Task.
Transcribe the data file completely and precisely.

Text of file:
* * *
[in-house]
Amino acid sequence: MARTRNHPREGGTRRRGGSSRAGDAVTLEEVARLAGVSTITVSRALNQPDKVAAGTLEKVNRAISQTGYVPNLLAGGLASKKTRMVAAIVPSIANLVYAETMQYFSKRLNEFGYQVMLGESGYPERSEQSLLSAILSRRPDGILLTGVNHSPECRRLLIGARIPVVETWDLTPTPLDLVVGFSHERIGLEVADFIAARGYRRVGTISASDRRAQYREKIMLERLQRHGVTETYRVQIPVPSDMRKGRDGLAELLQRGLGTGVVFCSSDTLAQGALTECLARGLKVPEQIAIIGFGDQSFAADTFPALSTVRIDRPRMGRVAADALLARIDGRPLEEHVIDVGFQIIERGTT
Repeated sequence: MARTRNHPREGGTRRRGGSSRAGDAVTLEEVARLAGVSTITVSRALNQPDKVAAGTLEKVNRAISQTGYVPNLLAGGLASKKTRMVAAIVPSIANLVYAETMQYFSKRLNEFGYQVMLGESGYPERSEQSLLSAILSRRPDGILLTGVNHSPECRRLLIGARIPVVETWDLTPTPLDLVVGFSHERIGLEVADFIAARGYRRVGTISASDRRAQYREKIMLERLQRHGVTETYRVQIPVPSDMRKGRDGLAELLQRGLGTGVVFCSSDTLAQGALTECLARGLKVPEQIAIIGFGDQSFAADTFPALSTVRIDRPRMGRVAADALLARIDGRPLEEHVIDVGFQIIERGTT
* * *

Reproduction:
[in-house]
Amino acid sequence: MARTRNHPREGGTRRRGGSSRAGDAVTLEEVARLAGVSTITVSRALNQPDKVAAGTLEKVNRAISQTGYVPNLLAGGLASKKTRMVAAIVPSIANLVYAETMQYFSKRLNEFGYQVMLGESGYPERSEQSLLSAILSRRPDGILLTGVNHSPECRRLLIGARIPVVETWDLTPTPLDLVVGFSHERIGLEVADFIAARGYRRVGTISASDRRAQYREKIMLERLQRHGVTETYRVQIPVPSDMRKGRDGLAELLQRGLGTGVVFCSSDTLAQGALTECLARGLKVPEQIAIIGFGDQSFAADTFPALSTVRIDRPRMGRVAADALLARIDGRPLEEHVIDVGFQIIERGTT
Repeated sequence: MARTRNHPREGGTRRRGGSSRAGDAVTLEEVARLAGVSTITVSRALNQPDKVAAGTLEKVNRAISQTGYVPNLLAGGLASKKTRMVAAIVPSIANLVYAETMQYFSKRLNEFGYQVMLGESGYPERSEQSLLSAILSRRPDGILLTGVNHSPECRRLLIGARIPVVETWDLTPTPLDLVVGFSHERIGLEVADFIAARGYRRVGTISASDRRAQYREKIMLERLQRHGVTETYRVQIPVPSDMRKGRDGLAELLQRGLGTGVVFCSSDTLAQGALTECLARGLKVPEQIAIIGFGDQSFAADTFPALSTVRIDRPRMGRVAADALLARIDGRPLEEHVIDVGFQIIERGTT